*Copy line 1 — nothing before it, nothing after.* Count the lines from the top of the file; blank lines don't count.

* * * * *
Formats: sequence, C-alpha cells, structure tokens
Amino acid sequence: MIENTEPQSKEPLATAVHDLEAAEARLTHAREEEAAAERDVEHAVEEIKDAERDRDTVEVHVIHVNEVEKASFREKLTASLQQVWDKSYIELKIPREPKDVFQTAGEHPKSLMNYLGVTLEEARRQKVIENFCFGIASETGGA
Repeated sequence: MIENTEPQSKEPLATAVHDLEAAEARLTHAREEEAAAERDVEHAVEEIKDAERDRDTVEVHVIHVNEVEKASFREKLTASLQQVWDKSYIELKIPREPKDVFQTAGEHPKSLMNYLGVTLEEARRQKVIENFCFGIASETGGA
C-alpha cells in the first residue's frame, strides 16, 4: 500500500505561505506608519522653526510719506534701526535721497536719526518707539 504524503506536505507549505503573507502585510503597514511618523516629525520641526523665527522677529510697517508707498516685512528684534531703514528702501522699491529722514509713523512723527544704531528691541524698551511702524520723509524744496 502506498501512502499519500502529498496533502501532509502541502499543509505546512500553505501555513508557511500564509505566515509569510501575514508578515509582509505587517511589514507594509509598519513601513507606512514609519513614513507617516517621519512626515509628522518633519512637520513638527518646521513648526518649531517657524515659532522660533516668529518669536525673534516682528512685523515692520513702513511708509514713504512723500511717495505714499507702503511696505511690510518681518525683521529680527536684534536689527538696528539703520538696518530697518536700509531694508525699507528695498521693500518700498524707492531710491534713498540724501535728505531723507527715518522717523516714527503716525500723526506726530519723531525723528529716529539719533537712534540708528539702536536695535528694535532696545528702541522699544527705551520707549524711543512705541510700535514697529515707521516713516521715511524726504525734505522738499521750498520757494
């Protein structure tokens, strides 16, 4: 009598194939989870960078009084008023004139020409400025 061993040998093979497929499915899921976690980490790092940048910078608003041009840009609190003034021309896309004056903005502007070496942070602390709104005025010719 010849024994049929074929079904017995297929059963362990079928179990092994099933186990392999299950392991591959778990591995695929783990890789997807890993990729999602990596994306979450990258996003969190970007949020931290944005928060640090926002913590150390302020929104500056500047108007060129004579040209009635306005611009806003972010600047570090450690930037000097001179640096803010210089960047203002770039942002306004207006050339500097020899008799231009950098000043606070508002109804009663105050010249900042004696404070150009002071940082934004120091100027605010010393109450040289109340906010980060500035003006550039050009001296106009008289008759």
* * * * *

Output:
Formats: sequence, C-alpha cells, structure tokens